Finally – a subway to York University

The news conference scheduled yesterday morning to announce long-awaited funding for transit improvements in the Greater Toronto Area (GTA) got started later than originally planned. It seems that Prime Minister Stephen Harper was stuck in traffic.

Right: Prime Minister Stephen Harper

When the prime minister did arrive at the conference site in Downsview Park in North York, he was quick to announce funding of up to $962 million for public transit infrastructure projects in the GTA. The biggest of those projects is the long-awaited expansion of the Spadina subway line through York’s Keele campus to the Vaughan Corporate Centre. The federal pledge was the final contribution needed to get the $2 billion subway project underway. Provincial and municipal funding had already been agreed.

And if the synchronicity of traffic delays and transit funding wasn’t enough, the announcement, which had been delayed by over a month, also coincided with the 65th birthday of York President & Vice-Chancellor Lorna R. Marsden, who has long campaigned for the subway extension.

"By improving the inter-regional transportation links among the City of Toronto and the neighbouring regions of York, Peel and Durham, the federal government has made a significant contribution to environmental sustainability and continued economic prosperity in the Greater Toronto Area," said a delighted Marsden. "It will provide a much-needed public transit alternative for the tens of thousands of people who travel here every day."

More than 1,600 buses and thousands of cars bring York students, faculty and staff to the University daily. It is anticipated that the subway extension and the creation of a regional transportation hub will help ease congestion at York and the surrounding area. It will also provide better access to the University for future students, community members and the general public.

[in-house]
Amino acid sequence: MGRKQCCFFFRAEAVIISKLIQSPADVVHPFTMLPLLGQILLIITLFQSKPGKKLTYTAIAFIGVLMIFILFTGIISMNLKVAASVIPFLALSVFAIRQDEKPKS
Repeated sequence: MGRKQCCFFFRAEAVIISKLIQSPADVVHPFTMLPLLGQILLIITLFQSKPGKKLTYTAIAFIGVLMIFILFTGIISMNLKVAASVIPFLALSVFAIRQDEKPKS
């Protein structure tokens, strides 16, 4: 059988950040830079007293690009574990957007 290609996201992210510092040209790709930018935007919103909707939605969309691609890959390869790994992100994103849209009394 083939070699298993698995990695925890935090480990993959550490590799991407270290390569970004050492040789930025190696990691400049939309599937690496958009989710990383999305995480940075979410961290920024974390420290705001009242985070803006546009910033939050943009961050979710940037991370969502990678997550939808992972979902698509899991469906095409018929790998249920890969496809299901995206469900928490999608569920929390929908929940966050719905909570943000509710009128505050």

"We’d like to thank all those that finally made this a win-win for everyone," said Marsden. "The subway will help reduce congestion, improve movement of people and goods and ultimately enhance productivity and competitiveness. We’ll be able to truly expand our knowledge-based economy in this area and we look forward to York University being at the heart of this expansion."

Harper made the announcement as part of FLOW, the federal government’s new long-term transportation action plan for the GTA. Joining the prime minister for the announcement were federal Finance Minister and York alumnus Jim Flaherty (LLB ’73), Ontario Premier Dalton McGuinty and Ontario Finance Minister and York alumnus Greg Sorbara (BA ’78, Glendon and LLB ’81, Osgoode).

Left: The preferred route for the Spadina Subway extension

"Traffic congestion in the GTA has given rise to some of the longest commuter times in North America," said Harper. Gridlock and the "endless lines of creeping cars on GTA highways", said Harper, is having a detrimental effect on family life, the environment and results in $2 billion a year in lost productivity to Ontario’s economy.

The new plan is designed to reduce gridlock, improve the environment and increase economic growth in one of the fastest growing areas in Canada. Harper said that FLOW is "about ensuring the free flow of people, traffic and goods right across the GTA. It’s about cutting the commute, improving the economy and cleaning the air."